Editorial

MEPs raise climate action bar higher

November 1st, 2020 5:05 PM

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NO sooner had the Climate Action and Low Carbon Development (Amendment) Bill 2020 been published by the leaders of the three coalition government parties, Fianna Fáil, Fine Gael and the Green Party, than MEPs voted to raise the bar further on emissions reductions, seeking more sooner, which calls into question Ireland’s ability to achieve them.
Given that we failed miserably to come anywhere near the EU target of reducing our greenhouse gas emissions by 20% between 2005 and 2020, how we can get our emissions down 60% on 1990 levels by 2030 is difficult to envisage, yet we need to be more ambitious if we are to reach the new Bill’s aim of making us carbon-neutral by 2050.
Once the European Council has agreed upon a common position regarding the decision by the MEPs, Parliament will start negotiations with member states. Collectively, but most importantly individually, member states most work to ensure that they become carbon-neutral by 2050 and MEPs called for sufficient funding to be provided to help achieve this.
They also suggested that an EU Climate Change Council (ECCC), an independent scientific body, be set up to assess whether policy is consistent and to monitor progress. Reductions in emissions, and equally-important sustainability, need to be achieved across so many sectors, including manufacturing, transport, agriculture, fishing and household, so they will involve and affect a lot of people across society.
Ireland’s new Climate Action Bill has been broadly welcomed for its admirable ambitions, but there have been reservations expressed about how targets are going to be enforced. A slap on the wrist for missing them is not going to suffice if we are serious about losing our deserved but unwanted ‘laggard’ reputation in this regard.
The Bill has proposed five-yearly economy-wide carbon budgets and the Climate Change Advisory Council will have a strong input to these budgets. Local authorities are to be tasked with preparing their own individual climate action plans, but the most important thing of all will be the oversight of the Oireachtas, which must not engage in any form of obfuscation regarding the meeting of targets.
The Joint Committee on Climate Action has been meeting in recent weeks to carry out pre-legislative scrutiny before it goes back to the Dáil for the first major vote on its contents, after which they will examine any amendments proposed. It is hoped that these will include measurable interim targets en route to carbon neutrality in 30 years’ time and that the Minister for Climate Action would be held accountable to the Oireachtas if these were not achieved.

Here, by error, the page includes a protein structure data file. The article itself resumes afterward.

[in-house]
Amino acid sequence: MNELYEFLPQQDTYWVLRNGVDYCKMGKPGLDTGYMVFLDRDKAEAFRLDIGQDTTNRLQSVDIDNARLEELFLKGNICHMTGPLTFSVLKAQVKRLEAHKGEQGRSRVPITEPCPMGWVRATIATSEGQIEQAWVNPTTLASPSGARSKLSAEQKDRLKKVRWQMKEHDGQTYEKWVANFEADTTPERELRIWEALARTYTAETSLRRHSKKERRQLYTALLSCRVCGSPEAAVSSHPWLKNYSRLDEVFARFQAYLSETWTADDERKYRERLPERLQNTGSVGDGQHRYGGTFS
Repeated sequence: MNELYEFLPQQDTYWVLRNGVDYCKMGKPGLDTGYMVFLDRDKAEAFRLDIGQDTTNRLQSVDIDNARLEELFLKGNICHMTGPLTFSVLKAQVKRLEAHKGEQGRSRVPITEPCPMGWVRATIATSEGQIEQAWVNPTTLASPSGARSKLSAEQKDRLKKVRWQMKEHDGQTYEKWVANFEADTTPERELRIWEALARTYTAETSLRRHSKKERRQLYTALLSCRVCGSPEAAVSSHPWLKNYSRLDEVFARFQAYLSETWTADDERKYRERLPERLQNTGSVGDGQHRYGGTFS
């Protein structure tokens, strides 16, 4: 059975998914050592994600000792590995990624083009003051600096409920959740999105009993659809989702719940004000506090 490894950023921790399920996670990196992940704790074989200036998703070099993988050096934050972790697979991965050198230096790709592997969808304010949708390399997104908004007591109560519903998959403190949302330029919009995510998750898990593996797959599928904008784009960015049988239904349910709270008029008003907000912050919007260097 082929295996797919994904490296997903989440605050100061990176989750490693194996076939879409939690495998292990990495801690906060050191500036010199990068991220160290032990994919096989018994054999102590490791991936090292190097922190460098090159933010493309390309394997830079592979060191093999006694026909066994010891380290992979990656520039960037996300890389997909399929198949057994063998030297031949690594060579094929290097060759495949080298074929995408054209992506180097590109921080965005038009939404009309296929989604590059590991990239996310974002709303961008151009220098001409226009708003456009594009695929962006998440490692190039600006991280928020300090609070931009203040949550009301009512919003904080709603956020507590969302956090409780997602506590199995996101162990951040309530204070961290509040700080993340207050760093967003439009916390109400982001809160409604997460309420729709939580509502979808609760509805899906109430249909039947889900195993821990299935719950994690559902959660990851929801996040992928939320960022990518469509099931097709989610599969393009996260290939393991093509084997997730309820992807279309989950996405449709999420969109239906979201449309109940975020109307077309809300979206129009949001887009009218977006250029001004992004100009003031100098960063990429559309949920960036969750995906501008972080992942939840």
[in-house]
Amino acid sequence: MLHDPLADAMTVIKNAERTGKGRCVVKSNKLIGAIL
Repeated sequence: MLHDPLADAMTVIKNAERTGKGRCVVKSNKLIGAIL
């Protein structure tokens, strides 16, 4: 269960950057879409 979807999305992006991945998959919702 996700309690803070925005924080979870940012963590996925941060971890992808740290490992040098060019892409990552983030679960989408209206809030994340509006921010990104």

Among the complaints raised by a number of senators at the Joint Committee’s pre-legislative scrutiny were that the Bill contained a lot of ‘loose language’ and was, therefore, vague on some specifics. Jennifer Whitmore, TD, Social Democrats, felt that it needed to be strengthened by including interim targets, however the assistant secretary at the Department of Environment, Climate and Communications, Brian Carroll, rejected claims that the Bill was designed to create loopholes that would effectively do away with or dilute accountability if targets were not reached.
Mr Carroll was adamant that 2030 targets and the requirement to achieve climate neutrality by 2050 were linked and clearly laid down. He added that, once carbon budgets were in place next year for 2021 to 2025 and 2026 to 2030, it would copper-fasten the target laid down in the programme for government of a 7% annual reduction in emissions averaged over the decade.
It was also pointed out that the Bill ‘binds the State,’ and not just a particular government, to achieving the emissions reduction targets, so it will apply to successive governments for the next 30 years. It can only be changed if it needs to be in accordance with the latest climate science or new international climate targets which would be likely to be even more ambitious.
Work is ongoing on defining ‘decarbonisation bands’ for individual sectors and there is a balance to be found here, because if they were too broad, it could reduce ambition, and if they were too narrow they risked being ‘overly prescriptive.’ As far as agriculture is concerned, the removal of residual methane emissions, ideally, needs to be addressed through balancing them with carbon sinks and other nature-based solutions.
Theresa O’Donohoe, a member An Taisce’s Climate Committee, summed up the Bill quite succinctly, saying: ‘Passing the climate law is the easy bit. The real test is implementing policies that reduce emissions fast enough while being fair enough on everybody.’
Clearly, TDs and senators need to ensure that the Climate Action Bill is given the teeth it needs to become effective legislation.

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